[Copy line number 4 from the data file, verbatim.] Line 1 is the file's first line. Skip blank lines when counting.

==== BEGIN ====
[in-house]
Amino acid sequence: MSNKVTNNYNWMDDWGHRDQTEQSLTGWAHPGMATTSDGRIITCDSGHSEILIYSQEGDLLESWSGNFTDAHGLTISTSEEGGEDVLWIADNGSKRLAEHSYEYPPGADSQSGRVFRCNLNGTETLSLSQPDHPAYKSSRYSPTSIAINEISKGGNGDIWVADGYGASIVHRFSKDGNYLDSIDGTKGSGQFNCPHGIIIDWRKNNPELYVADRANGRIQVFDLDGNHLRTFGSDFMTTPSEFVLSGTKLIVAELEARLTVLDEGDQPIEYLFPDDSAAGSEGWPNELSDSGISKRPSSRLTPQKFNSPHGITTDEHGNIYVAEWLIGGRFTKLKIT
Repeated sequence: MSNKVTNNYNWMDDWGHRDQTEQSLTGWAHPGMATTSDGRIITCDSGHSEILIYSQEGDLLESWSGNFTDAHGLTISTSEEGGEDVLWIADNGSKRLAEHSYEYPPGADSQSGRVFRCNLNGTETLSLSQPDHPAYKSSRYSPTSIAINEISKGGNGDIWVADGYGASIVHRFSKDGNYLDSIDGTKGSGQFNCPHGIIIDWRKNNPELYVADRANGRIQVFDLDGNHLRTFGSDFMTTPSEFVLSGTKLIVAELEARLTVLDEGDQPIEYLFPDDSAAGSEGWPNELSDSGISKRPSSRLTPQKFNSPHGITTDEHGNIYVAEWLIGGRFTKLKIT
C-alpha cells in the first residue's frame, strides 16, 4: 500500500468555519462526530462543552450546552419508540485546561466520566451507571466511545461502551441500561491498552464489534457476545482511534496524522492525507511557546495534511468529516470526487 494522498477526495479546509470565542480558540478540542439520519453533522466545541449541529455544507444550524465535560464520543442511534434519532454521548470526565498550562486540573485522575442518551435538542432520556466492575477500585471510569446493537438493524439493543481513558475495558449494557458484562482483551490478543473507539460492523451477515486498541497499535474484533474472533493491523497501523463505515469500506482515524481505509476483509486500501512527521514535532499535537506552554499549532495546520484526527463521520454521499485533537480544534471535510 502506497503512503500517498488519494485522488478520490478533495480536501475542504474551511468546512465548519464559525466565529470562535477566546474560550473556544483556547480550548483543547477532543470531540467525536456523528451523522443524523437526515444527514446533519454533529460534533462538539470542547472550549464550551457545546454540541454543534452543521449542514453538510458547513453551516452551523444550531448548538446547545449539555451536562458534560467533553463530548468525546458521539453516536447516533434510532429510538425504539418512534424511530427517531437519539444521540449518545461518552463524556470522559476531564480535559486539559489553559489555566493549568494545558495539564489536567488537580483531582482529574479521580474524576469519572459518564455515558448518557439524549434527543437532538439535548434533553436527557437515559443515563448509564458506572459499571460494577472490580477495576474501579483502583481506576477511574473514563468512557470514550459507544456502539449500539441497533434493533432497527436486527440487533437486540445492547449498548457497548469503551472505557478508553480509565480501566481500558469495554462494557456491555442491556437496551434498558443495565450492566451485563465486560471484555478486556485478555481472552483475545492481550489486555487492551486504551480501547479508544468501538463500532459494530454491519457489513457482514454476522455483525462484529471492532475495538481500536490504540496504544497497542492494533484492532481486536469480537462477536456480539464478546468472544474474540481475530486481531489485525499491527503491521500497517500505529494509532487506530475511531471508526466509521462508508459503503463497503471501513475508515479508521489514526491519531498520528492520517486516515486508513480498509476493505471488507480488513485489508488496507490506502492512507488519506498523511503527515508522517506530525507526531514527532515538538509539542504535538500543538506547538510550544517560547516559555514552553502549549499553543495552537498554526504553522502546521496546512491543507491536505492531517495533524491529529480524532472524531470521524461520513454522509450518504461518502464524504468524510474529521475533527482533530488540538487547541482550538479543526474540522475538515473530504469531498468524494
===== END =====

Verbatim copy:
C-alpha cells in the first residue's frame, strides 16, 4: 500500500468555519462526530462543552450546552419508540485546561466520566451507571466511545461502551441500561491498552464489534457476545482511534496524522492525507511557546495534511468529516470526487 494522498477526495479546509470565542480558540478540542439520519453533522466545541449541529455544507444550524465535560464520543442511534434519532454521548470526565498550562486540573485522575442518551435538542432520556466492575477500585471510569446493537438493524439493543481513558475495558449494557458484562482483551490478543473507539460492523451477515486498541497499535474484533474472533493491523497501523463505515469500506482515524481505509476483509486500501512527521514535532499535537506552554499549532495546520484526527463521520454521499485533537480544534471535510 502506497503512503500517498488519494485522488478520490478533495480536501475542504474551511468546512465548519464559525466565529470562535477566546474560550473556544483556547480550548483543547477532543470531540467525536456523528451523522443524523437526515444527514446533519454533529460534533462538539470542547472550549464550551457545546454540541454543534452543521449542514453538510458547513453551516452551523444550531448548538446547545449539555451536562458534560467533553463530548468525546458521539453516536447516533434510532429510538425504539418512534424511530427517531437519539444521540449518545461518552463524556470522559476531564480535559486539559489553559489555566493549568494545558495539564489536567488537580483531582482529574479521580474524576469519572459518564455515558448518557439524549434527543437532538439535548434533553436527557437515559443515563448509564458506572459499571460494577472490580477495576474501579483502583481506576477511574473514563468512557470514550459507544456502539449500539441497533434493533432497527436486527440487533437486540445492547449498548457497548469503551472505557478508553480509565480501566481500558469495554462494557456491555442491556437496551434498558443495565450492566451485563465486560471484555478486556485478555481472552483475545492481550489486555487492551486504551480501547479508544468501538463500532459494530454491519457489513457482514454476522455483525462484529471492532475495538481500536490504540496504544497497542492494533484492532481486536469480537462477536456480539464478546468472544474474540481475530486481531489485525499491527503491521500497517500505529494509532487506530475511531471508526466509521462508508459503503463497503471501513475508515479508521489514526491519531498520528492520517486516515486508513480498509476493505471488507480488513485489508488496507490506502492512507488519506498523511503527515508522517506530525507526531514527532515538538509539542504535538500543538506547538510550544517560547516559555514552553502549549499553543495552537498554526504553522502546521496546512491543507491536505492531517495533524491529529480524532472524531470521524461520513454522509450518504461518502464524504468524510474529521475533527482533530488540538487547541482550538479543526474540522475538515473530504469531498468524494